Vice, BBC 2, BBC iPlayer, Writer and Director Adam McKay.

https://www.bbc.co.uk/iplayer/episode/m0011p18/vice

Described as comedy-drama, a biographical film about former US vice-president Dick Cheney. Christian Bale won a Golden Globe and was nominated for an Academy Award for his portrayal of the most powerful vice-president in modern history. There is a contemporary joke that nobody is ever called Dick, but that’s about it.

There is nothing funny about Vice. At a push, I could probably name most of the President since the first wold war since it mostly involves saying Roosevelt over and over.

Vice President can become Presidents. General Eisenhower and Harry Truman spring to mind. And if you take a circular route, Republican, Vice President Richard Nixon finally got his feet under the desk at the Oval Office. Most were in agreement Vice was no more than a token job. A bit like being the President’s wife. Good for photoshoots and opening fetes.

Kamala Harris’s power, in contrast, lies her ability to cast a tie-breaking vote in a split Senate. But really, she’s waiting for Joe Biden to die so she can step into a real job.

Robert A. Caro shows how Vice President Lyndon B. Johnson (LBJ) spiralled into depression when his attempts to control the Senate were rebuffed and his attempt to manipulate the new American President, and darling of the media, John F. Kennedy were swatted aside with a smile. The man that had once controlled Congress and Senate reduced to a comic figure that was left out of briefings in the new Camelot.

Vice follows the path of an American boy made good. Lynne Cheney (Amy Adams) telling him after a couple of drink driving convictions and barroom fights he was on the road to nowhere. He better ship up or ship out. He did both, while staying out of Vietnam and the armed forces on deferments.

Like LBJ, Cheney had a talent for politics. In one scene, he asks another intern what party  guest-speaker Donald Rumsfeld (Steve Carell) belongs to. When told he’s a Republican, he says he’s a Republican too.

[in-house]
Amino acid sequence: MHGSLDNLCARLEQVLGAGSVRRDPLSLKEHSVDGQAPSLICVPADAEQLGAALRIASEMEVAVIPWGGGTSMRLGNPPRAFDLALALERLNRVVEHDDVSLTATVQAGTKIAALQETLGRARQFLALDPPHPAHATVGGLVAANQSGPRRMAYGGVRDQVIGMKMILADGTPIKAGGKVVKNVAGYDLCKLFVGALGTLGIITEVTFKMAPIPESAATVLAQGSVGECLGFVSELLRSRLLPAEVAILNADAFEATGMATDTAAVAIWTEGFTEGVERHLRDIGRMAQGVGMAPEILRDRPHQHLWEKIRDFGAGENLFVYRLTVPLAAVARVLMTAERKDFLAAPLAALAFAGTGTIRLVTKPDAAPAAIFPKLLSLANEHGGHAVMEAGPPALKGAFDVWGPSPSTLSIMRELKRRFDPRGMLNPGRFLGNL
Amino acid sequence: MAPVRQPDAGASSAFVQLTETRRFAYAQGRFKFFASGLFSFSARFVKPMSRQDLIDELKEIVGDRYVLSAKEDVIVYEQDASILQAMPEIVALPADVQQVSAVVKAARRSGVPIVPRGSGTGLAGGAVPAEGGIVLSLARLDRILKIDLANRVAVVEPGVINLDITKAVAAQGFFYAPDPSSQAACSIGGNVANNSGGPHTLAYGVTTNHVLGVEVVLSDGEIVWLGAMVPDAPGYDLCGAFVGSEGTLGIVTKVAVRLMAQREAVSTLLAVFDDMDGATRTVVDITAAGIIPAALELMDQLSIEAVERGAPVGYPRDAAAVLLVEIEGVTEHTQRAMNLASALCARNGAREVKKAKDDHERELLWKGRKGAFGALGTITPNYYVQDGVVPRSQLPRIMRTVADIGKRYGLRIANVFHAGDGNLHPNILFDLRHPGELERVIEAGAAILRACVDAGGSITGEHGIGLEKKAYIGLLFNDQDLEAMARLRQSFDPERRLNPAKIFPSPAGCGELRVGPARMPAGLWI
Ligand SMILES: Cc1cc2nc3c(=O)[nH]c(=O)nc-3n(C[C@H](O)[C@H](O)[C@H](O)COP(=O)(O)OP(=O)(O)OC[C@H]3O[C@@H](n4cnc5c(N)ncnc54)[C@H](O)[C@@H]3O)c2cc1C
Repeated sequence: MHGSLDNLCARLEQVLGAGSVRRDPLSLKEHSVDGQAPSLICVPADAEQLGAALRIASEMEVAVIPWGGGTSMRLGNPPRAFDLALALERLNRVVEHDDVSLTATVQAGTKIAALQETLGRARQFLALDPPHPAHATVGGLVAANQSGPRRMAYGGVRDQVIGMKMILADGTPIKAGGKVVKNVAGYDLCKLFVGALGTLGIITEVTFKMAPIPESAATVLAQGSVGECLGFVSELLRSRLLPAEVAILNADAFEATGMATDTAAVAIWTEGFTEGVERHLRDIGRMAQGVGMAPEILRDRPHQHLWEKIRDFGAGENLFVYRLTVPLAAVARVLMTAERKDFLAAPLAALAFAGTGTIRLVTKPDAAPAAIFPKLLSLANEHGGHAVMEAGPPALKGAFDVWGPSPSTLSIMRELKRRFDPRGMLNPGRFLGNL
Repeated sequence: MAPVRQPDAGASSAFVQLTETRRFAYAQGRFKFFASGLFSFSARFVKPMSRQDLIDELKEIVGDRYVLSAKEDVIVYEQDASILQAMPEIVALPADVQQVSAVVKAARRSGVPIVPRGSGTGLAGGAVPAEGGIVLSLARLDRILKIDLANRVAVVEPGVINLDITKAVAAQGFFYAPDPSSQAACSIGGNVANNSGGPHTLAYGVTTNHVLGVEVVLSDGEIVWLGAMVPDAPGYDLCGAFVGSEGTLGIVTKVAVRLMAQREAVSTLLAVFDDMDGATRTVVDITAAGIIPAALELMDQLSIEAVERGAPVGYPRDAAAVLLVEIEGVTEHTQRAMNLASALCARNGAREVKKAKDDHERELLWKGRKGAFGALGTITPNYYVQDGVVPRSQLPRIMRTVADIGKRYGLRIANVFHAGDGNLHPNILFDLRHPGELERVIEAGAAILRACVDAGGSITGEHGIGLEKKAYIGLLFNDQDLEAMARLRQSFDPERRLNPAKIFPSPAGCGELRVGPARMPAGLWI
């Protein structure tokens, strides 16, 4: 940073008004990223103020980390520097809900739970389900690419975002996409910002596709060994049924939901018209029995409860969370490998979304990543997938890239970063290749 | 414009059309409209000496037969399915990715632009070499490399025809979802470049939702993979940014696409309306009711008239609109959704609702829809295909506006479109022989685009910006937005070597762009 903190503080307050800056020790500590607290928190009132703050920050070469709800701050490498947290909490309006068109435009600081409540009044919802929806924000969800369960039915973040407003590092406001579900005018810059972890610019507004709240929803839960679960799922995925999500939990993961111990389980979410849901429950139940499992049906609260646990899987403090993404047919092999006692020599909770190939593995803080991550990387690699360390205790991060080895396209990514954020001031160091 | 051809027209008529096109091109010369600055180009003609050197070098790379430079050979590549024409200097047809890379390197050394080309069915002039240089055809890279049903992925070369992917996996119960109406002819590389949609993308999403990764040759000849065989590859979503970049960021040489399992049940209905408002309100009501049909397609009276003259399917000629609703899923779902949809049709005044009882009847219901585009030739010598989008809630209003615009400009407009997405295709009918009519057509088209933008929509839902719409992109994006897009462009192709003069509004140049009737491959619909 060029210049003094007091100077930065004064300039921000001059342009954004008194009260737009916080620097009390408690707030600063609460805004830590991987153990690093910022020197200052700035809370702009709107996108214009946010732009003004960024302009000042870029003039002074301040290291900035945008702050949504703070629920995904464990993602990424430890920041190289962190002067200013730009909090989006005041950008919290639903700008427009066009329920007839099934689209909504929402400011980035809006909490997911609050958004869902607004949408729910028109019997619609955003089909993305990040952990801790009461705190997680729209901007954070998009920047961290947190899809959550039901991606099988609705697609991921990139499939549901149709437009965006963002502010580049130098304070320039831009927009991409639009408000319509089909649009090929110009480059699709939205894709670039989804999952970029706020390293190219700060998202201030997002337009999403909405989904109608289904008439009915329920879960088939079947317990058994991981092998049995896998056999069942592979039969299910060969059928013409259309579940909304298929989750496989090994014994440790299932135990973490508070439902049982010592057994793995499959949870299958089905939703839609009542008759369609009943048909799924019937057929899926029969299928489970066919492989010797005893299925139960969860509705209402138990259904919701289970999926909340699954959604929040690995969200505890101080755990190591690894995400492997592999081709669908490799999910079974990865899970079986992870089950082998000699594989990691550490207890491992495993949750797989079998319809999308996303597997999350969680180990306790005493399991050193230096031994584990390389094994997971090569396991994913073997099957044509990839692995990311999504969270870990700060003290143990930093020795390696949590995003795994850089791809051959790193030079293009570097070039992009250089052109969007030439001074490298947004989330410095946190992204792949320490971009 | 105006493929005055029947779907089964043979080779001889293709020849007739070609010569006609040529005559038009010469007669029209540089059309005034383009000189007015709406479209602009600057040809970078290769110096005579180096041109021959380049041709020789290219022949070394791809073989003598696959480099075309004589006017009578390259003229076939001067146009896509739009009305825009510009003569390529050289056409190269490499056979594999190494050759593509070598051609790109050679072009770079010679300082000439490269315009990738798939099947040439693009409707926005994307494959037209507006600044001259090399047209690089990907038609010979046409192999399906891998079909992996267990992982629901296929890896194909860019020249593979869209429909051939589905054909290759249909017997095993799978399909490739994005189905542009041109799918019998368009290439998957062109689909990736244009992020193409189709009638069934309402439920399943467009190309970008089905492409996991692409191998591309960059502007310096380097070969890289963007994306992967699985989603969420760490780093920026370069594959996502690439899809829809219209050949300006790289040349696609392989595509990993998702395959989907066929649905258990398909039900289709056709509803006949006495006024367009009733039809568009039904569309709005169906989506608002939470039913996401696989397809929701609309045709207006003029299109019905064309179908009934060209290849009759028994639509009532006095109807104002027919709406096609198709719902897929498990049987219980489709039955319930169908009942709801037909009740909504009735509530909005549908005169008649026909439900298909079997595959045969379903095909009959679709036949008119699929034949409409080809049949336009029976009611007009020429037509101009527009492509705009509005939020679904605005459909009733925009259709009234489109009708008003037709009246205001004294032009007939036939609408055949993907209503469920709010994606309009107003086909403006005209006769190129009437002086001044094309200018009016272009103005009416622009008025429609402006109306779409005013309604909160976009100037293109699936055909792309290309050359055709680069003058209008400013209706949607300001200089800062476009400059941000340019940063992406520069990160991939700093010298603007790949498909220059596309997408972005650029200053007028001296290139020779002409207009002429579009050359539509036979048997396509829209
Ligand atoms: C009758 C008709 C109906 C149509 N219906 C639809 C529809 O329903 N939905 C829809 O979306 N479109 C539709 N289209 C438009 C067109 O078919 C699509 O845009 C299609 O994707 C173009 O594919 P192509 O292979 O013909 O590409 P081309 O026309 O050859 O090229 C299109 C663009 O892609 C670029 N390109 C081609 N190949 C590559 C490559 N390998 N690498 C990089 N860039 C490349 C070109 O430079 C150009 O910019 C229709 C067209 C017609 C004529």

When working for Rumsfeld as an intern he asks him Cheney what he believes in. Here’s the joke part of the film. Rumsfeld slaps him on the back and laughs so long and hard, the viewer knows it’s a joke. The purpose of power is power.

Realpolitik. Rumsfeld points to a closed door. He tells Cheney behind it is Nixon and Defense Secretary Henry Kissinger are having an unofficial meeting. When the meeting was finished tens of thousands of Vietnamese would die. Subtext. They are plotting mass murderer.

Drawing a line in the sand, Cheney gave his support to gay marriages since one of his two daughters, Mary (Alison Pill) came out as gay.  

There were other shifting lines in the sand. He was a hawkish Secretary of Defense (1989–1993) following the precepts of the Eisenhower Doctrine—any (oil rich) Middle Eastern country could request American economic assistance or aid from U.S. military forces if it was being threatened by armed aggression. 1st August 1990, Iraqi President Saddam Hussein sent Iraqi forces into neighbouring oil-rich Kuwait.

President George W Bush (senior) unleashed coalition (mainly US) forces in Desert Storm under the command of General Norman Schwarzkopf. February 24. Within 100 hours, Iraqi forces had been expelled from Kuwait in the ground war. With aerial dominance, they were sitting ducks.

[Not in the film, but worth quoting Cheney’s perceptive response to the invasion of Baghdad, in the first Gulf War: how many American dead is Saddam worth?]

https://en.wikipedia.org/wiki/Dick_Cheney